To preserve fodder Virtanen uses hydrochloric acid with the addition of sulphuric acid. After painstaking, protracted studies he determined the limiting degrees within which the acidity must be kept in order to achieve the required result. The following beneficial results are simultaneously obtained. The breathing of the plant cells, which consume readily soluble carbohydrates is reduced to a minimum, particularly if the fodder is well stacked. The lactic-acid fermentation ceases or remains at an insignificant level. The butyric-acid fermentation, which decreases the attractiveness of the fodder and lowers the quality of the milk, ceases. Protein decomposition, which is apt to cause heavy financial losses, ceases almost altogether. The content of vitamin A and carotin is maintained and vitamin B and vitamin C are also well preserved. Vitamin-rich milk and butter are very important for public health and AIV fodder provides an effective means of improving this supply of vitamins. Because of these fodders “summer milk can be produced the whole year round”. AIV fodder has no deleterious effect on the animals which readily consume it. Some weeks after the silo has been charged the mineral acids are neutralized and fixed in the form of salts by the basic products contained in the fodder, while harmless organic acids are liberated. AIV fodder has frequently assisted in improving the condition of animals, their fertility and resistance to disease.
One merit of the AIV method is that it also enables second crops of grass gathered in the autumn to be ensilated, regardless of the atmospheric conditions, and thus permits economic use of this fodder which, more often than not, cannot be used as hay.
Virtanen is not an office-bound scientist. Himself a farmer, he has tried out the most appropriate ways of applying his ensilation system.
This system has become established in Finland. A flight nowadays over the farming areas of southern Finland shows one or more pits near almost every farm. The observer may perhaps think that they are the traces left by the bombardments of the last war. Nothing of the sort. They are silos filled with AIV fodder. In Sweden too the AIV method is becoming increasingly appreciated. Between 1932, the year when it was applied for the first time, and today, the quantities of green fodder prepared by the AIV method have doubled or tripled every four years. Last year they rose to 295,000 tons. The use of the method has increased appreciably during recent years in Denmark and Great Britain. It is also applied in Norway and Holland. In America as well it has stimulated growing interest and is each year being increasingly practised. In America and Germany large quantities of silage are prepared by methods which may be considered as variants of the AIV method. Virtanen’s studies provide a firm basis for future research in the matter of silage.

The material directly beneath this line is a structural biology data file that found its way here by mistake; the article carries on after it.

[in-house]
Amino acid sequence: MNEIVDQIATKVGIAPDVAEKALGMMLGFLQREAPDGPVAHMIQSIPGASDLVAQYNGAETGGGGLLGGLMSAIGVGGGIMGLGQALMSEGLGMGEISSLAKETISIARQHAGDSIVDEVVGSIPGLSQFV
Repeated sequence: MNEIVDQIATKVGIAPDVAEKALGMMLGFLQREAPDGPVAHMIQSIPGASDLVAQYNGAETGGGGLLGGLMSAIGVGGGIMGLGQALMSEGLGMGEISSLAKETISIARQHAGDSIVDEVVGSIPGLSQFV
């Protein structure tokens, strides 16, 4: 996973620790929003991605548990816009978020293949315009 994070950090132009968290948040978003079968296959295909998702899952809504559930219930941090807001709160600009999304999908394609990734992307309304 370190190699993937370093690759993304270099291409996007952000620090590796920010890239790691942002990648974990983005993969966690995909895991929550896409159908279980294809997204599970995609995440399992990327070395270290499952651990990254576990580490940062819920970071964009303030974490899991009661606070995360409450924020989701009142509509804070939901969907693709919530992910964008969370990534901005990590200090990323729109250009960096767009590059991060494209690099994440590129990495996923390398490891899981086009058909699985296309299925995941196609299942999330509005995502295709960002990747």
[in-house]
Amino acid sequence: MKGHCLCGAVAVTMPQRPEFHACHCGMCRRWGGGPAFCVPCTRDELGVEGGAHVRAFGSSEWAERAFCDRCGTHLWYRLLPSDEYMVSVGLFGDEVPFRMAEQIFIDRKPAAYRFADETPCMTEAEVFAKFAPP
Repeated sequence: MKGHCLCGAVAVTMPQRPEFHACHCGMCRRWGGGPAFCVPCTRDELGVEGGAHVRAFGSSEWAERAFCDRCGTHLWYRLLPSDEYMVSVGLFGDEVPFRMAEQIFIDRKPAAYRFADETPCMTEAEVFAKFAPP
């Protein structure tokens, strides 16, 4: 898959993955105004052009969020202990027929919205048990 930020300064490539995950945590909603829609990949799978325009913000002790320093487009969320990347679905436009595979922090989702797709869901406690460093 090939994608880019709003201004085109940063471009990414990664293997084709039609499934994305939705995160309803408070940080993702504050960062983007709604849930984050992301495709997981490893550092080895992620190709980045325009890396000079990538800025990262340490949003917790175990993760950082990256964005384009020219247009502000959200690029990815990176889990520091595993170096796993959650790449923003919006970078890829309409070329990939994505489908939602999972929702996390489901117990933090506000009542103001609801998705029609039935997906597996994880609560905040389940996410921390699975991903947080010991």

Professor Virtanen. I do not think I am wrong to say that it is in your ardent patriotism that we must look for the most powerful force inspiring your great scientific achievement. During your years of effort Finland remained for you as for the noble commandant in Runeberg’s poem: “the sullen, needy, humble, and holy Fatherland”. By your work you have confirmed that the person who places his sincerity and a tireless zeal at the service of his kin and of his country, without thought of himself and without seeking for personal profit, also serves the interests of humanity. Perhaps your eyes are fixed more attentively than ever on the difficult biochemical problems which you have set yourself to solve and to which you have made so many important contributions. For that reason we are certain that your studies will again bear fresh fruit. It is a joy for our Academy to be able to give you new means of attaining the aims which you have set yourself. We warmly wish you prosperity and I would ask you to receive from the hands of His Majesty the King, the Nobel Prize for Chemistry for the year 1945.